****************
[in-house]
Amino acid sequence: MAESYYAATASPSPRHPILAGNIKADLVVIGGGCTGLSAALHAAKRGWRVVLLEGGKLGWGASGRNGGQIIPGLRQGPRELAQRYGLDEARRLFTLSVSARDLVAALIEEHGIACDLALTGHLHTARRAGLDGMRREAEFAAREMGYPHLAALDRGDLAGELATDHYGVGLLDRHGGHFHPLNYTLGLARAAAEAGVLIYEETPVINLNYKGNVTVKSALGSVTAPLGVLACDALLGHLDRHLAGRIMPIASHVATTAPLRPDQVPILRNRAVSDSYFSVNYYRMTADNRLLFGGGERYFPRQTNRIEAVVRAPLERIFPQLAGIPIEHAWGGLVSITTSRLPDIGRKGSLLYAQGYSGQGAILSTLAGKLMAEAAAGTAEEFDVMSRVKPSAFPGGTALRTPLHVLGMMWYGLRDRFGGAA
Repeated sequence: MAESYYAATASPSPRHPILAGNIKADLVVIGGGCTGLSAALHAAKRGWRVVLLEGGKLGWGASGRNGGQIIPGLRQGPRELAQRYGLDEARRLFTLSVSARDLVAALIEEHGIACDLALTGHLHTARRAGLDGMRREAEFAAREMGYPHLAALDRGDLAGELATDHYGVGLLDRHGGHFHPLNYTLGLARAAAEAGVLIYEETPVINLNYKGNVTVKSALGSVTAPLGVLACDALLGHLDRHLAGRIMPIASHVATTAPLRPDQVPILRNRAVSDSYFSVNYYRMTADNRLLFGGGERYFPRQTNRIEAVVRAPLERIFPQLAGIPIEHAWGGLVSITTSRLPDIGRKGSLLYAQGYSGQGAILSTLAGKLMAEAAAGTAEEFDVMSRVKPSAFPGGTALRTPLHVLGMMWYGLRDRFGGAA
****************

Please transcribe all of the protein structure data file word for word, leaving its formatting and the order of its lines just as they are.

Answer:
[in-house]
Amino acid sequence: MAESYYAATASPSPRHPILAGNIKADLVVIGGGCTGLSAALHAAKRGWRVVLLEGGKLGWGASGRNGGQIIPGLRQGPRELAQRYGLDEARRLFTLSVSARDLVAALIEEHGIACDLALTGHLHTARRAGLDGMRREAEFAAREMGYPHLAALDRGDLAGELATDHYGVGLLDRHGGHFHPLNYTLGLARAAAEAGVLIYEETPVINLNYKGNVTVKSALGSVTAPLGVLACDALLGHLDRHLAGRIMPIASHVATTAPLRPDQVPILRNRAVSDSYFSVNYYRMTADNRLLFGGGERYFPRQTNRIEAVVRAPLERIFPQLAGIPIEHAWGGLVSITTSRLPDIGRKGSLLYAQGYSGQGAILSTLAGKLMAEAAAGTAEEFDVMSRVKPSAFPGGTALRTPLHVLGMMWYGLRDRFGGAA
Repeated sequence: MAESYYAATASPSPRHPILAGNIKADLVVIGGGCTGLSAALHAAKRGWRVVLLEGGKLGWGASGRNGGQIIPGLRQGPRELAQRYGLDEARRLFTLSVSARDLVAALIEEHGIACDLALTGHLHTARRAGLDGMRREAEFAAREMGYPHLAALDRGDLAGELATDHYGVGLLDRHGGHFHPLNYTLGLARAAAEAGVLIYEETPVINLNYKGNVTVKSALGSVTAPLGVLACDALLGHLDRHLAGRIMPIASHVATTAPLRPDQVPILRNRAVSDSYFSVNYYRMTADNRLLFGGGERYFPRQTNRIEAVVRAPLERIFPQLAGIPIEHAWGGLVSITTSRLPDIGRKGSLLYAQGYSGQGAILSTLAGKLMAEAAAGTAEEFDVMSRVKPSAFPGGTALRTPLHVLGMMWYGLRDRFGGAA